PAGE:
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What Happened to My Shiny Objects?

March 19, 2012

I noticed a few items this morning while on the exercise bike, and I’d like to connect the dots to a strategic axiom.  Here’s the gist: It’s good to get everyone saying the same thing that you do (it’s my first law of strategy), but eventually you have to produce results.  When you don’t, people stop listening.  When you do, people pay attention to the consequences.

Note first over at Hot Air how the Obama Campaign fund-raising efforts are falling significantly behind its “goal.”  Of course, they’ve walked back on the $1B “goal” a while back, but the funding is looking more lethargic than most would expect.  And it’s not from lack of trying… since the president was at six events just last Friday, and even that was weaker than expected.  But in total:

The president’s events raise to 40 his total attended for the year and 107 his total for the cycle. The first lady’s event is her 17th fundraiser of the year.

One area that’s way down?  Wall Street seems to be giving the president and the Democrats less this cycle so far.  Gee, maybe a few years of scorching rhetoric on the evils of banking, investments, and the 1% are producing results, but Wall Street has been paying attention to those and isn’t opening up the wallets as much.  At least there’s still Hollywood to fall back on for now.

Here’s another example, though the article I found is about a month old.  California has been one of the most ambitious states in terms of anti-smoking measures.  But now they’ve done such a good job, it’s affecting their budget adversely.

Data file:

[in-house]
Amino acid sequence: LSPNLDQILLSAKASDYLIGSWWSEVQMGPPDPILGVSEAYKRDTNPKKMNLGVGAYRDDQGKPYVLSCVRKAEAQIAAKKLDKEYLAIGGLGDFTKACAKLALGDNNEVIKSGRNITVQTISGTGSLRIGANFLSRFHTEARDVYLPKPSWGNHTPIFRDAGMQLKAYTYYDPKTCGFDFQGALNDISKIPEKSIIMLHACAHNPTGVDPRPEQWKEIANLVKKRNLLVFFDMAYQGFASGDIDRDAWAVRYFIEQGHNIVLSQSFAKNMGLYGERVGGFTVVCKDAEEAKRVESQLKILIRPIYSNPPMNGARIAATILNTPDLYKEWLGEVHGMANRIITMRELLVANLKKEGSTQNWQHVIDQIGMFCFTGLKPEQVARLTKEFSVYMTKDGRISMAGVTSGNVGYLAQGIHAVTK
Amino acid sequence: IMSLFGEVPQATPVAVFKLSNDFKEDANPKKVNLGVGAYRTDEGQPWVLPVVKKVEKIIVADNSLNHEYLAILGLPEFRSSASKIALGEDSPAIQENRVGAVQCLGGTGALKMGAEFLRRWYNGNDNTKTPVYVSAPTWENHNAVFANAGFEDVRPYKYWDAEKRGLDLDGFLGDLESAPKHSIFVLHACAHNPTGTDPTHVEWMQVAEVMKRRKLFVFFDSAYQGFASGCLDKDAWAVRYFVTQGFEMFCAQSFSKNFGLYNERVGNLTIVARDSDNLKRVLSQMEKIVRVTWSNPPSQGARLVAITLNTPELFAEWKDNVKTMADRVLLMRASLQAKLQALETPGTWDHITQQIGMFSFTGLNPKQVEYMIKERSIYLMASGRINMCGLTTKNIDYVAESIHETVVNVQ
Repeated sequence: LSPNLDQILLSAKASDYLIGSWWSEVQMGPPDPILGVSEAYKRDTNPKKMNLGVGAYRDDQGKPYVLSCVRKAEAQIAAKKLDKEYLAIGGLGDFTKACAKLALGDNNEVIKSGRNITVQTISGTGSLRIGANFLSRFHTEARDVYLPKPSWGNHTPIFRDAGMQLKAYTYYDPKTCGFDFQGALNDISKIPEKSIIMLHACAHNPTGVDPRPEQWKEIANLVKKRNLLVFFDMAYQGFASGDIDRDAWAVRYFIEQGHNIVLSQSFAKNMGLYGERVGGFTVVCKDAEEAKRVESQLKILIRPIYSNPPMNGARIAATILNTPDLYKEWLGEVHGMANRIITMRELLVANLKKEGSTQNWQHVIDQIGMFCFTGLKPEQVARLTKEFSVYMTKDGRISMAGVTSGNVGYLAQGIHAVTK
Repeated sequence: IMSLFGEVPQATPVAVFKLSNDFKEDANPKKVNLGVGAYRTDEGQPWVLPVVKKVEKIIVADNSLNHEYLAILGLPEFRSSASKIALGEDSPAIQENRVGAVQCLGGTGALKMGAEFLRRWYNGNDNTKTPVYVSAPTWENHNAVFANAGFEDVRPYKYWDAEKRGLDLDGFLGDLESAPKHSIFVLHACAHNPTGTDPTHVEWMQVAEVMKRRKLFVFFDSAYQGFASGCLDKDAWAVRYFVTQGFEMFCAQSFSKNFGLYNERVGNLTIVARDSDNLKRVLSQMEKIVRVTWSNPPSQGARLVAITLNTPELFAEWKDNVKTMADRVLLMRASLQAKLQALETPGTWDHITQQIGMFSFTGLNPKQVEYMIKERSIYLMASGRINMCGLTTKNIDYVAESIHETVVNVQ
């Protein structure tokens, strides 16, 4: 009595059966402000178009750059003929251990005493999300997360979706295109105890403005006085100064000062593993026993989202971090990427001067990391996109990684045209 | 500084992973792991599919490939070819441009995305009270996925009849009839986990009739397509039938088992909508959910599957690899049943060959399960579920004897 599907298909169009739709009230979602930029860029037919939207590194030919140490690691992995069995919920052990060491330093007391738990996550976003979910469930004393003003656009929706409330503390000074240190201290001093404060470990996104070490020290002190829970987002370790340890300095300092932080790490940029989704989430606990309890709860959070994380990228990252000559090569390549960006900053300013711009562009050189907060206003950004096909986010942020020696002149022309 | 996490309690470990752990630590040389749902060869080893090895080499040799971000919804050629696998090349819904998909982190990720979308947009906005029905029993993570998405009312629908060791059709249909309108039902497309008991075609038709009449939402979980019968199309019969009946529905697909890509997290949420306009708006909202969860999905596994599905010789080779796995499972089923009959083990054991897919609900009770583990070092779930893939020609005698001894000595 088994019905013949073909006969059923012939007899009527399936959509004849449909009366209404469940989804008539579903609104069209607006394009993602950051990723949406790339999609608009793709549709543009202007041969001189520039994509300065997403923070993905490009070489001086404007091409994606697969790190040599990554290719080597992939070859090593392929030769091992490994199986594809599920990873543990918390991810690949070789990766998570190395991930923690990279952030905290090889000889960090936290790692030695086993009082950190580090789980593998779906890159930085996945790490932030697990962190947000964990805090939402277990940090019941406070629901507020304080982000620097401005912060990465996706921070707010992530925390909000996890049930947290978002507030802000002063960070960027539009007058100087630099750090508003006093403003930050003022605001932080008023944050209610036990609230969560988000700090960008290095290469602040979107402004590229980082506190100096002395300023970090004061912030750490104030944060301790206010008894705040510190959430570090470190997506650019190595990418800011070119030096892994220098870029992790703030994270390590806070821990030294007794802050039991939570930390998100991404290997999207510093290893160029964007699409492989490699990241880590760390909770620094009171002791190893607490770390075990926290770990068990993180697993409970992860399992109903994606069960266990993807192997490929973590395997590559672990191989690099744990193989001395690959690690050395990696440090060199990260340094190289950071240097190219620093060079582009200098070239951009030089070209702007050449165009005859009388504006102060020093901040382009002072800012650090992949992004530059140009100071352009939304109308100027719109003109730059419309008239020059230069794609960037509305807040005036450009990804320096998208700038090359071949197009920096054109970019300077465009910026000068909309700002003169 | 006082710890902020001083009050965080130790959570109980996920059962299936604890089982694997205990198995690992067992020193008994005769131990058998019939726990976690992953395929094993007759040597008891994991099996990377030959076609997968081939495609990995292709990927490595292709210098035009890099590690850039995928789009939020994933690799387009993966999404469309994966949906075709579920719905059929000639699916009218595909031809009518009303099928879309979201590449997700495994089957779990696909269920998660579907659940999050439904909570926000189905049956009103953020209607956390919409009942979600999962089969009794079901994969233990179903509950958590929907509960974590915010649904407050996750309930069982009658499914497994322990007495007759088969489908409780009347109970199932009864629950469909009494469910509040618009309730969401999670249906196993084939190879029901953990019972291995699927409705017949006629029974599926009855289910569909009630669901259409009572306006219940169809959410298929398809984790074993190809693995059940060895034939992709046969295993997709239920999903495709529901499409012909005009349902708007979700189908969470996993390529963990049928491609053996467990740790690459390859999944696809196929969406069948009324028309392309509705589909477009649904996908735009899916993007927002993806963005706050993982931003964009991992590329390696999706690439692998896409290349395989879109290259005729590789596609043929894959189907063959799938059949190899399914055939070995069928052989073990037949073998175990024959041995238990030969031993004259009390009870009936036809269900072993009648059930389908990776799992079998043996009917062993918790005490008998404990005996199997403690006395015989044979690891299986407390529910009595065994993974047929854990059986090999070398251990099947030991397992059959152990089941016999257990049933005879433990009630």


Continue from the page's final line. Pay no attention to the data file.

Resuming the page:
A little more than a decade ago, 46 state attorneys general reached a settlement with the four biggest tobacco companies. The companies agreed to pay an estimated $246 billion over a 25-year period to compensate states for tobacco-related health care costs. But there is one quirk: The settlement payments are not fixed, but linked to tobacco sales.

So now smoking is down significantly in California… mostly because you can’t find a place in California to smoke without getting shreiked at by any variety of people.  The hole looks to be about $4B in funding, most of which initially came from a bond issue which is coming due now.  Well, oops.  I guess when you get results that are too good, you have to adjust.  Except the state can’t adjust because… um… it’s California.

Okay, that’s unfair.  But it’s further proof that governments have trouble giving up taxes and funding, since they assume that the funding never goes away.  But when results push you the other way, and you can’t shift your thinking.  Well, you get something you can’t pay for.

Perhaps all this extra funding of hybrid and electric cars will eventually result in lower gas use, which will mean lower gas taxes.  I wonder what the government will do then?

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